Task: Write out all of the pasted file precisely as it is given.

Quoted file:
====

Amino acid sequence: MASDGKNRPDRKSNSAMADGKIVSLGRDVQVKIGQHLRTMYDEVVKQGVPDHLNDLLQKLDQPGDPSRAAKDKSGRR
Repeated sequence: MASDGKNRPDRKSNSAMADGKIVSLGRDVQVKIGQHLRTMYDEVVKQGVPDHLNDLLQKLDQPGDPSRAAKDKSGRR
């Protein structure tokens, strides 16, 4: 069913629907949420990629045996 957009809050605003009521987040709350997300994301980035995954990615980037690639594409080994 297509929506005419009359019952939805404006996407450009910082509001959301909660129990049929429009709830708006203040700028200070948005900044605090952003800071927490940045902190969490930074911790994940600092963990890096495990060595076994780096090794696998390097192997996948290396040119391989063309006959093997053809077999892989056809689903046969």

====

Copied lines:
Amino acid sequence: MASDGKNRPDRKSNSAMADGKIVSLGRDVQVKIGQHLRTMYDEVVKQGVPDHLNDLLQKLDQPGDPSRAAKDKSGRR
Repeated sequence: MASDGKNRPDRKSNSAMADGKIVSLGRDVQVKIGQHLRTMYDEVVKQGVPDHLNDLLQKLDQPGDPSRAAKDKSGRR
């Protein structure tokens, strides 16, 4: 069913629907949420990629045996 957009809050605003009521987040709350997300994301980035995954990615980037690639594409080994 297509929506005419009359019952939805404006996407450009910082509001959301909660129990049929429009709830708006203040700028200070948005900044605090952003800071927490940045902190969490930074911790994940600092963990890096495990060595076994780096090794696998390097192997996948290396040119391989063309006959093997053809077999892989056809689903046969």